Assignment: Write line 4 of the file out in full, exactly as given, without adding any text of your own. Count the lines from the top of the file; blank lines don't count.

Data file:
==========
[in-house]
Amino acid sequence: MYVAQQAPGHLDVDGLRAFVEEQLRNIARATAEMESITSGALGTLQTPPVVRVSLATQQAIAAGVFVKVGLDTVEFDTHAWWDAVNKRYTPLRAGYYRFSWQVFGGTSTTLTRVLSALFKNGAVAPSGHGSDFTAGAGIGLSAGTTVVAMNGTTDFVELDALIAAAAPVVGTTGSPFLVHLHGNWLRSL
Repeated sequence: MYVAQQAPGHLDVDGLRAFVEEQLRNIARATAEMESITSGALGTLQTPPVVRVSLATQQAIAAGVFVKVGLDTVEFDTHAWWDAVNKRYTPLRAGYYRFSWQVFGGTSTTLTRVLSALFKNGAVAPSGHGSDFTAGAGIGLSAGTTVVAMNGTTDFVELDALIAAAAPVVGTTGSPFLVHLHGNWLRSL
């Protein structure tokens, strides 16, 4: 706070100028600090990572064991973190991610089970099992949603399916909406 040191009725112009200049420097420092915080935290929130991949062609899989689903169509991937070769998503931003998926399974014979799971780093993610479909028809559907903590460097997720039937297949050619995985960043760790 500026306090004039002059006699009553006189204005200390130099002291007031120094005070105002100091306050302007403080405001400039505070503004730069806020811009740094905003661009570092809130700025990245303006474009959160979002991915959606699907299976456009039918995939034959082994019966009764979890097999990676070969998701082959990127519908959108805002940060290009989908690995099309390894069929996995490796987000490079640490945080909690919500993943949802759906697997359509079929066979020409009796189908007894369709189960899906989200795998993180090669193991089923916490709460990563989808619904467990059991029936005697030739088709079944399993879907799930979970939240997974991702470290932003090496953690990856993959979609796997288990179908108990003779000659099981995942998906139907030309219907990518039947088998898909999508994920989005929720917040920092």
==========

């Protein structure tokens, strides 16, 4: 706070100028600090990572064991973190991610089970099992949603399916909406 040191009725112009200049420097420092915080935290929130991949062609899989689903169509991937070769998503931003998926399974014979799971780093993610479909028809559907903590460097997720039937297949050619995985960043760790 500026306090004039002059006699009553006189204005200390130099002291007031120094005070105002100091306050302007403080405001400039505070503004730069806020811009740094905003661009570092809130700025990245303006474009959160979002991915959606699907299976456009039918995939034959082994019966009764979890097999990676070969998701082959990127519908959108805002940060290009989908690995099309390894069929996995490796987000490079640490945080909690919500993943949802759906697997359509079929066979020409009796189908007894369709189960899906989200795998993180090669193991089923916490709460990563989808619904467990059991029936005697030739088709079944399993879907799930979970939240997974991702470290932003090496953690990856993959979609796997288990179908108990003779000659099981995942998906139907030309219907990518039947088998898909999508994920989005929720917040920092």